The alcohol industry is famously anti-competitive. It has numerous regulations that make it difficult for new companies to start up, and that keep the big producers on top. Readers may recall PLF’s challenge to a Florida law that outright banned the standard size craft brew container—called a growler—allegedly to curb drinking. That rationale was undercut by the fact that one large growler, or two small growlers, were considered perfectly fine. The real concern was that a standard size growler contains as much beer as a six pack, and the manufacturers were worried that the availability of growlers would create new competition from craft breweries. Thanks in part to PLF’s lawsuit, the Florida legislature repealed the irrational ban.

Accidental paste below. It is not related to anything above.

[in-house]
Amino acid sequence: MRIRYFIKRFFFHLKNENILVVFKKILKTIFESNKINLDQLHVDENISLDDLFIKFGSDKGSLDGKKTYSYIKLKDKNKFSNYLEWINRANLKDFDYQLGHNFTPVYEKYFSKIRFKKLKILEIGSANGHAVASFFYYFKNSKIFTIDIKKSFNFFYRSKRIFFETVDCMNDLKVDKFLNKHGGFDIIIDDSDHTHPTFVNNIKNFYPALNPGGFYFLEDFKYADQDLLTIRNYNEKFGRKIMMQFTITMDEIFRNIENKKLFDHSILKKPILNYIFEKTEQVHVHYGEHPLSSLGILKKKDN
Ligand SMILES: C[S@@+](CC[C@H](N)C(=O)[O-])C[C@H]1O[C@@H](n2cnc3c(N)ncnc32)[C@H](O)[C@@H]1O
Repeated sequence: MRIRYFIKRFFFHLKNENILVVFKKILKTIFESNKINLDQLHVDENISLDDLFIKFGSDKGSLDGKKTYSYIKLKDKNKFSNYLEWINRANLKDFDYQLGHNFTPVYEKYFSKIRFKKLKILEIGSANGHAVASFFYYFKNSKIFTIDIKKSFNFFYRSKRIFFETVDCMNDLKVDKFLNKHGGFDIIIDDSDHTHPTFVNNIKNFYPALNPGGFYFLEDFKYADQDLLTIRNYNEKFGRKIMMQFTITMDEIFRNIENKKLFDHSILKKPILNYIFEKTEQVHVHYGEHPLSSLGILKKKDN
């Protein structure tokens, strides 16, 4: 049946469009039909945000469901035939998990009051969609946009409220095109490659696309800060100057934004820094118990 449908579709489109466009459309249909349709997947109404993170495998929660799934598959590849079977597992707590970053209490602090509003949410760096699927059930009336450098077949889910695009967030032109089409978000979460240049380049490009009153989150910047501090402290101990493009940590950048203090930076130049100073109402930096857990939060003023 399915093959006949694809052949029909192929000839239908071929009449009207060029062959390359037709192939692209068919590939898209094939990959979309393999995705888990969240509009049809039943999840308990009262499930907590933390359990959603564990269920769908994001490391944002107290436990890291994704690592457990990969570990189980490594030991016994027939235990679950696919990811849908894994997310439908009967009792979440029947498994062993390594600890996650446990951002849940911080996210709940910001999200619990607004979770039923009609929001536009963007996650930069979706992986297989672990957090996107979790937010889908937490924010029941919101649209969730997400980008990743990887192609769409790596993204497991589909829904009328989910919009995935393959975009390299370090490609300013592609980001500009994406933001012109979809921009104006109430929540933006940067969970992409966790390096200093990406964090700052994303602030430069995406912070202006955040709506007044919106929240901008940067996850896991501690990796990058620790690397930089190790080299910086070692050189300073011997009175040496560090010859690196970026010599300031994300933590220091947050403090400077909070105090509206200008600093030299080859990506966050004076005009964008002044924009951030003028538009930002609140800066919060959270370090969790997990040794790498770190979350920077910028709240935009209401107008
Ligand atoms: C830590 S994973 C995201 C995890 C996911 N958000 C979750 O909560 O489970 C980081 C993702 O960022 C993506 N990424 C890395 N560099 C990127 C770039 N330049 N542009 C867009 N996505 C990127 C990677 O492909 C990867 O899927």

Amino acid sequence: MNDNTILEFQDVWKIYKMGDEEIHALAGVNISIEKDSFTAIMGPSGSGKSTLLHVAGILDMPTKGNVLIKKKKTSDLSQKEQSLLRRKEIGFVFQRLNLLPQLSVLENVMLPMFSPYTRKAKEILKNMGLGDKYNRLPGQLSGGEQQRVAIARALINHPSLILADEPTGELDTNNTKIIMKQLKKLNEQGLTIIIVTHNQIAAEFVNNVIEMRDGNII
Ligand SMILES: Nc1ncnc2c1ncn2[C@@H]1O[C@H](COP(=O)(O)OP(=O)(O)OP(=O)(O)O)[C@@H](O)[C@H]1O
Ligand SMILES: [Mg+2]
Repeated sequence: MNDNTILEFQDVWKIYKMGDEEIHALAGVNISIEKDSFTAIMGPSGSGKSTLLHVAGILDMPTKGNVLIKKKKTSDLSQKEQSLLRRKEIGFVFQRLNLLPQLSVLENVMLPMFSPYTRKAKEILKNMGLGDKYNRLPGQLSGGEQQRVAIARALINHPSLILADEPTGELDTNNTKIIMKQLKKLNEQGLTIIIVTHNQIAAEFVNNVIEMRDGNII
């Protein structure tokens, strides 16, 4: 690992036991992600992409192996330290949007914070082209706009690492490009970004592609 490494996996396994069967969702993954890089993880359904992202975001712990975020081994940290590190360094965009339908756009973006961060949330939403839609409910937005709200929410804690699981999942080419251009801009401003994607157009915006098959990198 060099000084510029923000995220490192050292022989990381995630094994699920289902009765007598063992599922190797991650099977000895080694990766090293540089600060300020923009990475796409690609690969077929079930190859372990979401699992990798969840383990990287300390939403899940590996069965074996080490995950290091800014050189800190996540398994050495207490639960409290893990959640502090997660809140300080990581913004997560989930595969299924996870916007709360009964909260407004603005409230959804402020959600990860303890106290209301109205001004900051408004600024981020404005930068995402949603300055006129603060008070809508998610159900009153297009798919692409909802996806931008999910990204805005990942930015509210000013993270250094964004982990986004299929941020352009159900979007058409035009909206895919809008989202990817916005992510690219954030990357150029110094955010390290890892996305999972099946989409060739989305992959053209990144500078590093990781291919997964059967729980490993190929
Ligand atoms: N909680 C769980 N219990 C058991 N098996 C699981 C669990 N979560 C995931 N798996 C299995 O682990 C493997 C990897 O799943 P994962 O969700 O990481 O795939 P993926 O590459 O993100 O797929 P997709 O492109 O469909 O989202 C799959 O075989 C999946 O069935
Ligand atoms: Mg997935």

Thanks to several recent legislative changes like Florida’s, craft breweries have begun to thrive, offering interesting new concoctions (coffee beer, anybody?) and ingenious new names (they never miss a hop-portunity for a pun). But anti-competitive laws remain on the books, and today PLF commented on a proposed anti-competitive rule in Alabama.
That rule would require craft breweries to collect and safeguard the name, address, phone number and date of birth of anyone who purchases craft beer for carryout. It’s an obvious disincentive to buyers, and a “logistical nightmare” for the brewers. Like many other laws passed under the guise of public safety, the proposed rule is likely just another attempt to protect the big beer manufacturers from competition.
We’ll be following the proposed rule to see if Alabama follows through, or if it instead chooses to provide economic opportunity for entrepreneurial craft brewers.
You can read another comment letter we recently filed regarding an anti-competitive law in the wine industry here.